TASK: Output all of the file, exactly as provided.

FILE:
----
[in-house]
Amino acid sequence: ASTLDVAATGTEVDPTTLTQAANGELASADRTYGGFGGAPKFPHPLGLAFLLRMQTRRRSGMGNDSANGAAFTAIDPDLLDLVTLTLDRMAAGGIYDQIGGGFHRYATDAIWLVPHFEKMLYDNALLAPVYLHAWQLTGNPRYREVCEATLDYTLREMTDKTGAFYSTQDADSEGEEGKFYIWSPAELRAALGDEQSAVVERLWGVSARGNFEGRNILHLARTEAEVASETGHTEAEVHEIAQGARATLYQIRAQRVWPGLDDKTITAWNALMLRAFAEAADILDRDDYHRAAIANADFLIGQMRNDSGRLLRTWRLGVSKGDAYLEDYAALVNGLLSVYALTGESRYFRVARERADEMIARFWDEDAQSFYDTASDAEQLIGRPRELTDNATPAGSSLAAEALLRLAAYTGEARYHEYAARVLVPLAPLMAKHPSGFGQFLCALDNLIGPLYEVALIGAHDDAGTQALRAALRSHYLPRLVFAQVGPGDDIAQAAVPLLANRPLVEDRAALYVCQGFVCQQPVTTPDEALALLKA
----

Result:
[in-house]
Amino acid sequence: ASTLDVAATGTEVDPTTLTQAANGELASADRTYGGFGGAPKFPHPLGLAFLLRMQTRRRSGMGNDSANGAAFTAIDPDLLDLVTLTLDRMAAGGIYDQIGGGFHRYATDAIWLVPHFEKMLYDNALLAPVYLHAWQLTGNPRYREVCEATLDYTLREMTDKTGAFYSTQDADSEGEEGKFYIWSPAELRAALGDEQSAVVERLWGVSARGNFEGRNILHLARTEAEVASETGHTEAEVHEIAQGARATLYQIRAQRVWPGLDDKTITAWNALMLRAFAEAADILDRDDYHRAAIANADFLIGQMRNDSGRLLRTWRLGVSKGDAYLEDYAALVNGLLSVYALTGESRYFRVARERADEMIARFWDEDAQSFYDTASDAEQLIGRPRELTDNATPAGSSLAAEALLRLAAYTGEARYHEYAARVLVPLAPLMAKHPSGFGQFLCALDNLIGPLYEVALIGAHDDAGTQALRAALRSHYLPRLVFAQVGPGDDIAQAAVPLLANRPLVEDRAALYVCQGFVCQQPVTTPDEALALLKA